The Paratus Group of Companies, founded in May 2020, offers parametric insurance for marine fuels, freight, LNG (liquefied natural gas) and carbon emissions price risks. If the physical price exceeds a trigger level determined in the policy, once validated, a cash settlement is paid out automatically. We spoke to Gus Majed, Founder and Group CEO of Paratus, to find out more about the business.
The cargo industry is highly exposed to changes in the prices of fuel and freight, which fluctuate due to a complex range of variables. This presents a challenge to balance sheets where fuel and freight are the largest operating costs.
Large companies such as airlines commonly protect themselves against changing prices by hedging derivatives. Derivatives, financial instruments that move in value as an underlying asset such as oil, can be bought and sold to offset the risk from price fluctuations.
But derivative hedging is not well suited to small and medium-sized companies, particularly in the maritime sector. Trading financial instruments is too complex to be a realistic method of managing their risk, and many are unable to hedge because they are registered offshore.
Hedging can also make it harder for companies to be flexible to changes in demand. When the price of oil collapsed last year due to the Covid-19 pandemic, the hedges taken out by airlines forced them to buy volumes of fuel they would no longer consume at prices above market value.
Paratus’ parametric insurance policies are an alternative way for companies to manage price risk.
Founder and Group CEO Gus Majed's background is as a proprietary oil trader, with experience in physical, derivatives and hedge funds at Vitol. Gus started Paratus in 2019 after coming across the US Department of Agriculture’s Price Loss Coverage programme, which provides subsidies to farmers when the price of crops falls. He concluded that a parametric insurance policy could be used to manage energy price risk in a similar way.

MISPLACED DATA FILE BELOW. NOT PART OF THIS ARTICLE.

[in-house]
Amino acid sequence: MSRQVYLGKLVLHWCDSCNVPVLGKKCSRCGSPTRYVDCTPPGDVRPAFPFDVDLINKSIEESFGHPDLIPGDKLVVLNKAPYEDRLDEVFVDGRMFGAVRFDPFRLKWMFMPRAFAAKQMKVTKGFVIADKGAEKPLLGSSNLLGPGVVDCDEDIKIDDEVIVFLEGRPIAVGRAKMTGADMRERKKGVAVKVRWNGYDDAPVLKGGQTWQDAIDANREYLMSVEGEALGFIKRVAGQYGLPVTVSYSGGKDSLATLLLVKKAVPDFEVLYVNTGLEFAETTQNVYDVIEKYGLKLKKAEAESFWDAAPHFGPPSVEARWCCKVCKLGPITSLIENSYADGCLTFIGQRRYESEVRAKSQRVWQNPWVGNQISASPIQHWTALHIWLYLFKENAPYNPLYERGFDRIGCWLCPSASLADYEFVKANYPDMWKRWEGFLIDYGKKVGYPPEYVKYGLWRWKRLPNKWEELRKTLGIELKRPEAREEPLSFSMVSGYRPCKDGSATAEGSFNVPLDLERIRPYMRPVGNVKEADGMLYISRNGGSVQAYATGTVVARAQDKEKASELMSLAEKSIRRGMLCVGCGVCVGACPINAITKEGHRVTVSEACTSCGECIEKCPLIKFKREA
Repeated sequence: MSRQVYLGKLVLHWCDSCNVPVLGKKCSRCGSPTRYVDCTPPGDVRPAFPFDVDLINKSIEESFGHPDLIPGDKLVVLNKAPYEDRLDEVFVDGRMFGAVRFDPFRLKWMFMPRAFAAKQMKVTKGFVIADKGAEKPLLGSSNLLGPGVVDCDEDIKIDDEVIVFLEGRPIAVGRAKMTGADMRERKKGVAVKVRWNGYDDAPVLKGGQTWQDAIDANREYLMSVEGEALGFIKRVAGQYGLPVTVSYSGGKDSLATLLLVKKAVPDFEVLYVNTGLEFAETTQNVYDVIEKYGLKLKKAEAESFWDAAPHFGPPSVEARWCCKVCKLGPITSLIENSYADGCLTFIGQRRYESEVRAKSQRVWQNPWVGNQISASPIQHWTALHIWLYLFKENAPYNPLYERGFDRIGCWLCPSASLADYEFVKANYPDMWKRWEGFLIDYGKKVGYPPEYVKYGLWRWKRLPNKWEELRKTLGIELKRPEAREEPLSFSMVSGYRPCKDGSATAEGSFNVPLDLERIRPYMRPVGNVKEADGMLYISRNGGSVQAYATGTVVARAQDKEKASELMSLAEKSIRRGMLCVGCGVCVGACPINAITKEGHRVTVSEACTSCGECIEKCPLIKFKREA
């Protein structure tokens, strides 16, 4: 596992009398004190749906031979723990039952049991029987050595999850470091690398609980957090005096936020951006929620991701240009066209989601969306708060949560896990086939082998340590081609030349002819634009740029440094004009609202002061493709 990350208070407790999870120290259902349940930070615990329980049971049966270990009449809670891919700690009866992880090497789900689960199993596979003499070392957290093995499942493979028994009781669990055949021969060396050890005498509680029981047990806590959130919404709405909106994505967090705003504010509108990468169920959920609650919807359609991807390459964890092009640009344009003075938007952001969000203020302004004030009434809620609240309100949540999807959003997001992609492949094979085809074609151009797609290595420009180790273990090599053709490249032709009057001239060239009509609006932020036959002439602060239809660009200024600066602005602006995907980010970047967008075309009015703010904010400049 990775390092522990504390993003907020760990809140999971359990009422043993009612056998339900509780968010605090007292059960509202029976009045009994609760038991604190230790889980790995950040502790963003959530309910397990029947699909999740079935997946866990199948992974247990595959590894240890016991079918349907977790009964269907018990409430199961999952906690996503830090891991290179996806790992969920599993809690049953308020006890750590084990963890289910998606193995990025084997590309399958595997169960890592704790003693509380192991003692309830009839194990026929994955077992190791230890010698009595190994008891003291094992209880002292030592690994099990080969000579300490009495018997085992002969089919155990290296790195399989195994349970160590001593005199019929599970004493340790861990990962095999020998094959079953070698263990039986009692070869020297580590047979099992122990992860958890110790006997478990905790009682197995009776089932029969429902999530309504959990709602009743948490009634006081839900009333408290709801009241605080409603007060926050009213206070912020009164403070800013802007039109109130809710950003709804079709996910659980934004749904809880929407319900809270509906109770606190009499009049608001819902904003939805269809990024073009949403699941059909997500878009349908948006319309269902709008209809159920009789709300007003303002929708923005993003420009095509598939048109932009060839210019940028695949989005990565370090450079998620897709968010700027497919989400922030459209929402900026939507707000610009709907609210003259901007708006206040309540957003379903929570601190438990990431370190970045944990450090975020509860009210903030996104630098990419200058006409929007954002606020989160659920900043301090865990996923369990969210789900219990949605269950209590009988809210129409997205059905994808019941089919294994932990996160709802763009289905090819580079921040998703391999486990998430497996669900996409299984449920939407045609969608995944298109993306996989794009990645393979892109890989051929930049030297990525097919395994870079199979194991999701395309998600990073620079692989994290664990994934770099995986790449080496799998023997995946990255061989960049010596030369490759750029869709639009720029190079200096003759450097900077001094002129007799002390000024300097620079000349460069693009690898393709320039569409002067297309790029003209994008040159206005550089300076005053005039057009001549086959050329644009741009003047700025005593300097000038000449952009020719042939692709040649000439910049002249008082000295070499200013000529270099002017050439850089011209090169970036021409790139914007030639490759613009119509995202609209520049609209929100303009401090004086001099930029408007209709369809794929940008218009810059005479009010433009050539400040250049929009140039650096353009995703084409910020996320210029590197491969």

Paratus’ first product covers fuel price risk for shipping companies. A company pays a regular premium, and if fuel prices rise higher than the trigger determined in the policy, Paratus pays out the difference. Whilst derivatives would be treated as liabilities on the balance sheet, taking out this parametric insurance policy turns fuel price risk into a fixed cost.
Activity and partnerships
Paratus is an insurer licensed by the Guernsey Financial Services Commission and transfers risk to specific underwriters at Lloyd’s (Paratus won’t disclose which companies specifically are providing the capacity). It has partnered with specialty insurance broker Price Forbes and international shipbroker Gibson Shipbrokers to distribute its policies.
In April, Paratus announced that it had bound its first fuel price insurance policies for shipping companies. It has obtained regulatory approval to provide freight price policies and expects to bind policies soon. Paratus is also planning to offer products for the aviation industry in the future.
Parametric insurance, traditionally associated with natural catastrophes, is now being used to cover more types of risk where indemnity-based insurance is not available or falls short of industry needs. We released a comprehensive report into parametric insurance last October, free to InsTech London members, and you can keep up to date with new developments by signing up to the Parametric Post, our free monthly newsletter dedicated to parametric insurance.
The policies Paratus is binding proves that parametric insurance offers opportunities for insurers looking to write business in new areas. We’ll follow Gus and his team closely as they start to take on more clients and cover more types of risk.
For more information about Paratus Group, go to paratusltd.com.